Marvin Minsky and Seymour Papert in their 1969 book Perceptrons, wrote, “One reason why progress has been so slow in [the AI field] is that researchers unfamiliar with its history have continued to make many of the same mistakes that others have made before them.” Minsky and Papert recognized the value of understanding the history of Artificial Intelligence (AI) before trying to make advancements in it. Understanding the foundational aspects of social media AI will ensure that no person or company is left behind in this new age of computing. Here is a brief history of AI that is helpful to understand when thinking about the role and capabilities of AI in current and future social media intelligence programs.
1950: “Turing Test”
Often referred to as the “father of modern computer science,” Alan Turing created the “Turing Test” in 1950 to assess whether a machine is intelligent. The British mathematician focused on formalizing the parameters on what can be computed. The original Turing Test requires a man, a woman, and an interrogator. The interrogator must identify which of the participants is a woman and which is a man. The answers to the interrogator’s questions are to be typed or repeated by a mediator. This way, the interrogator is unable to interpret the respondent’s gender by the sound of their voice.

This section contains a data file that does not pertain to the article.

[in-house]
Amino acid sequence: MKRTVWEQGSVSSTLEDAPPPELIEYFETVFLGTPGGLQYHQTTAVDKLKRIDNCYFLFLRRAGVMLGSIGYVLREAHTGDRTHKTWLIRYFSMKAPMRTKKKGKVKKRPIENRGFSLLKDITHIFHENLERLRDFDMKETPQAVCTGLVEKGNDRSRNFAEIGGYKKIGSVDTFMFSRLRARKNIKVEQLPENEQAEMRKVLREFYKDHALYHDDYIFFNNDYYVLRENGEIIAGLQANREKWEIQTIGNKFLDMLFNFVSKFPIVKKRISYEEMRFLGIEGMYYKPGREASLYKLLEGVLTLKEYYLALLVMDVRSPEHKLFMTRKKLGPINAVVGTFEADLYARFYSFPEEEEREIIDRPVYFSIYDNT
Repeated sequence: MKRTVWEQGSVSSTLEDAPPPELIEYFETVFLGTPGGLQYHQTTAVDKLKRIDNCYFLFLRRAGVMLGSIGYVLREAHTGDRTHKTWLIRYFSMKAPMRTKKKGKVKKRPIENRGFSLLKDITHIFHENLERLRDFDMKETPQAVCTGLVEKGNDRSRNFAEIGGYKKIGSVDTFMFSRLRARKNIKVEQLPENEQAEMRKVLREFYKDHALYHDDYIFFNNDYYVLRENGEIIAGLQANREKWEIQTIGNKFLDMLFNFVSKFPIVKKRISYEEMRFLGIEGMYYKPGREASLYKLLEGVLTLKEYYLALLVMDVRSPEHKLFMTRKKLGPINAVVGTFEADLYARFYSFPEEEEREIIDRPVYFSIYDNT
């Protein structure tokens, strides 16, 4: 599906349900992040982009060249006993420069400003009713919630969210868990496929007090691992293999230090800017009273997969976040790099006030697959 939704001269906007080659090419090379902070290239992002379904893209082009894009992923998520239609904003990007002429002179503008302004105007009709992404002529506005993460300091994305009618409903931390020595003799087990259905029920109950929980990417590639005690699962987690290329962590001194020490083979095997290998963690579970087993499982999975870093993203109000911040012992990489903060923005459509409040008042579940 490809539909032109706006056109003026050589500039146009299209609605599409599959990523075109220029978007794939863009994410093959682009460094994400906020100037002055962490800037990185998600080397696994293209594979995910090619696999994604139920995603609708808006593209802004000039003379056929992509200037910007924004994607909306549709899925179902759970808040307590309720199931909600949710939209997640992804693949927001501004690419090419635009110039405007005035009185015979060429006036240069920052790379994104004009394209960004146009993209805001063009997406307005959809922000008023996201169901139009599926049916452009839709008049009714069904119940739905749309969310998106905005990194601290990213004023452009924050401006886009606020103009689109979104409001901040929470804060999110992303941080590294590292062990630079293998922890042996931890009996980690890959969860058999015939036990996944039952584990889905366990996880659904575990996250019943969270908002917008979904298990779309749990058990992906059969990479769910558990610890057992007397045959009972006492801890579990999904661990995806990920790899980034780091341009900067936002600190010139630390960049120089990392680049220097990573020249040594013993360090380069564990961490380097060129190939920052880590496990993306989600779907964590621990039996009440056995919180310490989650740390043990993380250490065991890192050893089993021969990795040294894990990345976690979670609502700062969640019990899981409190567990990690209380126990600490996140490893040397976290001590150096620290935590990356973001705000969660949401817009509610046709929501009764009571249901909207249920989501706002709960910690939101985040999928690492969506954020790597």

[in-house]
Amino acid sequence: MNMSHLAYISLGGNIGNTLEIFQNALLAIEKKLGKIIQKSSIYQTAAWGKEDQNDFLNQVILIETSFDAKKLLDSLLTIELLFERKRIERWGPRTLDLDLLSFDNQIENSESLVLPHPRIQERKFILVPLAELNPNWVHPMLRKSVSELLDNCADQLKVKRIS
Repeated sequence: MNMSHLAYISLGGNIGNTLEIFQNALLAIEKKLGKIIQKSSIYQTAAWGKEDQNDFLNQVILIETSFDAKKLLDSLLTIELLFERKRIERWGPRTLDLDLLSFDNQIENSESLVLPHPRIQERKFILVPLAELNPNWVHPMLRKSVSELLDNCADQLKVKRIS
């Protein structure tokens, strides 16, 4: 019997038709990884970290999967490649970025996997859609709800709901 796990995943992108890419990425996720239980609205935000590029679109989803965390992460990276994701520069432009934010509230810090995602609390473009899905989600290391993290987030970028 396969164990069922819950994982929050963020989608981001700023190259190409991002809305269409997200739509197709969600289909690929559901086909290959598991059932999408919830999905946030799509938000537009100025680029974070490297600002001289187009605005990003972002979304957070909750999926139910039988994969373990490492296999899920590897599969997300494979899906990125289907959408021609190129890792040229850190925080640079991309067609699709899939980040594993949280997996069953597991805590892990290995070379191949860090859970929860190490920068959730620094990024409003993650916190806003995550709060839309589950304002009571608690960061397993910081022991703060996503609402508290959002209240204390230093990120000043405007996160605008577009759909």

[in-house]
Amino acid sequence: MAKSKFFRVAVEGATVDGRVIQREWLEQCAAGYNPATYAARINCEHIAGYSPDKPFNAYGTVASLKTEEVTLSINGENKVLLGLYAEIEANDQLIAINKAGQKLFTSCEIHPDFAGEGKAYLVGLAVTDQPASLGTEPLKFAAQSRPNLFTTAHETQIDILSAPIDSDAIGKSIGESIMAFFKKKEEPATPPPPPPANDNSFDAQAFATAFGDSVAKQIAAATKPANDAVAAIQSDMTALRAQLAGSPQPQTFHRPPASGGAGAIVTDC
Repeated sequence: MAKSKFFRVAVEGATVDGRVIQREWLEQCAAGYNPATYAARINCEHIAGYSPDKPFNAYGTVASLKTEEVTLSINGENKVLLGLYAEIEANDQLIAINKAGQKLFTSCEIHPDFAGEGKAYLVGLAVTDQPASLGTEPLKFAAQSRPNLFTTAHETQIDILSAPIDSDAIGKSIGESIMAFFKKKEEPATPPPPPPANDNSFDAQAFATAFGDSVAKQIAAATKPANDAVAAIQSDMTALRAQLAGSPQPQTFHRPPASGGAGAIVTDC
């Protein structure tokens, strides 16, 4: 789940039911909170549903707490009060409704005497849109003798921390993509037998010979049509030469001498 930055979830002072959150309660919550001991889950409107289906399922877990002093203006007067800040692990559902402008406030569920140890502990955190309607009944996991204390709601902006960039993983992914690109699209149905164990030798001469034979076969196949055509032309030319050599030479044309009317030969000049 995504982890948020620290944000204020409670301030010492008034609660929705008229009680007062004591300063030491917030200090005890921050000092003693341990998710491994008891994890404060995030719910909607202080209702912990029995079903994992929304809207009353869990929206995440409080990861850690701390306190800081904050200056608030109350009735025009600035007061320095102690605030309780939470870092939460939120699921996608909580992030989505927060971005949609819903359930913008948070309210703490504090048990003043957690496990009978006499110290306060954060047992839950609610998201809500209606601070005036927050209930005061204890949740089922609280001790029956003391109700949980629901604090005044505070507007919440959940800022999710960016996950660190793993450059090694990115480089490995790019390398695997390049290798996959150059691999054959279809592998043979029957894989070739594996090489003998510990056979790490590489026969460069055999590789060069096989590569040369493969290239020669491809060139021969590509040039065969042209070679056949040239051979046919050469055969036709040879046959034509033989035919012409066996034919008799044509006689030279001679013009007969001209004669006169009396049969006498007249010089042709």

The Turing Test replaces one of the participants with a machine and the goal of the interrogator switches from identifying the gender of the participants to determining which of them is human and which is a machine. Turing believed that passing as a human in such a test made devices capable of thinking. Despite this progress, the debate on whether devices are capable of thought and feeling has stumped computer scientists for years.
1956: The Term “Artificial Intelligence” is Coined
The term “artificial intelligence” was first coined by John McCarthy in 1956 when he held the first academic conference on the subject at Dartmouth College. The mission statement of the conference as stated by McCarthy was, “To proceed on the basis of the conjecture that every aspect of learning or any other feature of intelligence can be so precisely described that a machine can be made to simulate it.” The conference was the first on record where scientists used the term “artificial intelligence” and debated how to tackle it.
1959: Machine Learning
Arthur Samuel, an American pioneer in the field of computer gaming and artificial intelligence, coined the term “Machine Learning” in 1959 while at IBM. In the early days of AI, researchers were interested in having machines learn from data. Machine learning is a division of artificial intelligence where computer algorithms are created to comprehend data automatically. The algorithms do not have to be explicitly programmed but can change and improve on their own. Machine learning capabilities involve the process of using the data provided to the machine to improve algorithms over time and make increasingly accurate predictions. The active use of all the data allows the machine learning algorithm to update continuously. As time went on, machine learning was reorganized as a separate field from artificial intelligence and started to flourish in the 1990s.